In an interview with CoinDesk, Everledger founder and CEO Leanne Kemp said a collaboration with Circulor was in progress.
“An early-stage collective collaboration is underway,” said Kemp. “So you will probably see something in April around that work.”
Circulor’s first trial involved tracking tantalum, a conflict mineral out of mines in Rwanda. Since then the startup has started working with Volvo to trace cobalt for electric batteries and Daimler for tracking CO2 in the supply chain.
Circulor CEO Doug Johnson-Poensgen confirmed the talks with Everledger.
“The emerging market for traceability is large,” he said. “We expect that the cooperation that exists between large IT companies now will apply to the upstarts who have meaningful traction like Everledger and ourselves. It all comes down to effective ways of serving the needs of our customers.”
Exploring the ethical and sustainable use case together makes sense because Everledger and Circulor are both built using the same open-source technology called Hyperledger Fabric, an enterprise blockchain heavily backed by IBM.
Double bottom line
Everledger was one of the first companies to show that blockchains can have uses outside of cryptocurrency, creating an immutable digital record of diamonds starting in early 2015. The firm has since built an impressive network of partnerships that cover some 40 percent of all diamonds in circulation.
As well as being first to market, Everledger combines what CEO Kemp calls “value and values,” using blockchain to verify not only that a diamond didn’t come from a factory but also that it didn’t come out of slave labor.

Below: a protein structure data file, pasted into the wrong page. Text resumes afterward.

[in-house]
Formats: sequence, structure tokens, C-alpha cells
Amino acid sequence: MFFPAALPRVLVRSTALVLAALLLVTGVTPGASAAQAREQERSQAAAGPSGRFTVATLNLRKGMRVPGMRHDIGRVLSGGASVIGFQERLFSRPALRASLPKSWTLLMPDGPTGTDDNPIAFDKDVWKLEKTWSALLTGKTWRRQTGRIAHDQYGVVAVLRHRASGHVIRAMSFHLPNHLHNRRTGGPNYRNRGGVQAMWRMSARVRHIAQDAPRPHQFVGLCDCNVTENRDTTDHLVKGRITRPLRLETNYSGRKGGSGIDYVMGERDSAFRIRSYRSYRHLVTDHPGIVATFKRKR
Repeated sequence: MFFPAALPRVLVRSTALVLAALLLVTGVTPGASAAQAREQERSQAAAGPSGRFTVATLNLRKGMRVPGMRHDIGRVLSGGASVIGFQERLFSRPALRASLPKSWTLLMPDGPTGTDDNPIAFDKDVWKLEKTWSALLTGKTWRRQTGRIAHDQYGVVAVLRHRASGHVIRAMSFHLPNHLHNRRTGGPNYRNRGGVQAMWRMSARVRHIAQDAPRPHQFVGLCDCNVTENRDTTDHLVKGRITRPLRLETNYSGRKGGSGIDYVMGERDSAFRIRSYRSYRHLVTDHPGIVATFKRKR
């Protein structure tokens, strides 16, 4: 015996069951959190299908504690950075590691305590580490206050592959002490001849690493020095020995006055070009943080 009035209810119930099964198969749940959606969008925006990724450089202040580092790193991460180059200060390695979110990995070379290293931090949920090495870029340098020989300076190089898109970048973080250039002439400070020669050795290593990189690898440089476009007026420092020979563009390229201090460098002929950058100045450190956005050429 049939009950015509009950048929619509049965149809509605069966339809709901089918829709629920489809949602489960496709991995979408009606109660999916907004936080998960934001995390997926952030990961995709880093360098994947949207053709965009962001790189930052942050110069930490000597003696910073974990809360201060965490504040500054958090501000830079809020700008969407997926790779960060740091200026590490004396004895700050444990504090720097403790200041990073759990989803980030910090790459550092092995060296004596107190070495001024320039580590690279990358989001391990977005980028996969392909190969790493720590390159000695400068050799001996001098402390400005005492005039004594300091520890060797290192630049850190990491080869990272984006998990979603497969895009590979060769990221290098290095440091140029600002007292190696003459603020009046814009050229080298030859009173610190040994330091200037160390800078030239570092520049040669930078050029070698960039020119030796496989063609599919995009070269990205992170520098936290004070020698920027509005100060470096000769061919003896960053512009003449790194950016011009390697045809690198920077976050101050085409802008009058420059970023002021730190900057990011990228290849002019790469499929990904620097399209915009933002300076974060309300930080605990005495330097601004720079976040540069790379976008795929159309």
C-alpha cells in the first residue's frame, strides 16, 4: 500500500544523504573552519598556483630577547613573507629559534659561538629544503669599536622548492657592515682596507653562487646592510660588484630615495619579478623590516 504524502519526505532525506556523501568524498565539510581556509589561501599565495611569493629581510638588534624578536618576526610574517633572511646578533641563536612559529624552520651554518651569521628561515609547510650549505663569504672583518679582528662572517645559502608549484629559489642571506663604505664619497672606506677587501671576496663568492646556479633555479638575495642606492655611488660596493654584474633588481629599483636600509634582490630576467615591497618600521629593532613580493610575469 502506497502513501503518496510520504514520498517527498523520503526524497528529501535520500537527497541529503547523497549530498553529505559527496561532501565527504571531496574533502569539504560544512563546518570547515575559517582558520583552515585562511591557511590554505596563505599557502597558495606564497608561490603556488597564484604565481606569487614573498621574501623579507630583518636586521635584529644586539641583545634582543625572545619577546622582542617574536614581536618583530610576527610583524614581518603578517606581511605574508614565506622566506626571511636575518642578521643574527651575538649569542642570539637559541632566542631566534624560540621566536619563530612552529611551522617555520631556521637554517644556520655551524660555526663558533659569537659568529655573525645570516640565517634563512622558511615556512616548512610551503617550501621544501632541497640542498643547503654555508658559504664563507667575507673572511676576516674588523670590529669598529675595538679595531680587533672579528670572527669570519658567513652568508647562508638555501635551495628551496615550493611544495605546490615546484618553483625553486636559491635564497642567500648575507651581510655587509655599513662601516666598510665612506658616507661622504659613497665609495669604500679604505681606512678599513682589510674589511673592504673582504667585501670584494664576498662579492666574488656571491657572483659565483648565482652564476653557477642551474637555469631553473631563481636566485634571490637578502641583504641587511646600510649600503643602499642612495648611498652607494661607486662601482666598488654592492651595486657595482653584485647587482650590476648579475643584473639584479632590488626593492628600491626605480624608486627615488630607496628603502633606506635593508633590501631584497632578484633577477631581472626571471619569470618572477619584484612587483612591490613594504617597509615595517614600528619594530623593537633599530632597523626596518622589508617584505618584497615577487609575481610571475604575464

“We saw that the next most potentially conflicted supply chain is going to be in rare earths and batteries,” said Kemp.
Underscoring the importance of the ESG component in this choice, Kemp added: “We’re not interested in tracking lettuce. That’s not where the world needs us to be.”
Johnson-Poensgen anticipates a broad range of use cases opening for Circulor. For instance, it’s not just cobalt mined in places like the Democratic Republic of Congo that is a problem in making batteries, he said: Lithium extraction threatens to cause an environmental catastrophe in South America’s Atacama desert by polluting water sources.
Other exciting areas include chemical recycling of plastics, or creating a circular economy for cotton, much of which is picked using forced labor in places like Kazakhstan and Uzbekistan before it even gets to the sweatshops in Bangladesh, said Johnson-Poensgen.
“Every one of these raw materials comes with significant ESG concerns in different parts of the world. Complex industrial supply chains face significant challenges and that’s what we’re interested in,” he said.
As well as having chats with Everledger, Johnson-Poensgen says Circulor has also been talking about interoperability with IBM.
Unlike a small and nimble startup, IBM has taken a heavyweight consortium approach to sustainable supply chain tracking. Back in April 2019, IBM launched the Responsible Sourcing Blockchain Network (RSBN), which is currently focused on cobalt for batteries and includes the likes of Ford Motor Company, Volkswagen Group, LG Chem and Huayou Cobalt.
“The challenge with the consortium is it slows you down because doing things by committee is not the most efficient way to go,” said Johnson-Poensgen. “I want to provide customers with coalition benefits without consortium constraints. So Daimler pays for all the work around CO2, which will benefit Volvo, without formally having got into bed together.”
Sai Yadati, a partner at IBM Global Business Services, said Big Blue has refined its blockchain governance model to collaborate at speed and is on track for a production release in June of this year.
Yadat said IBM was open to explore interoperability with other Hyperledger projects.
“Industrywide collaboration is certainly our goal,” he said. “We’re collaborating with other networks that share common goals, and interoperability is an important part of our 2020 roadmap.”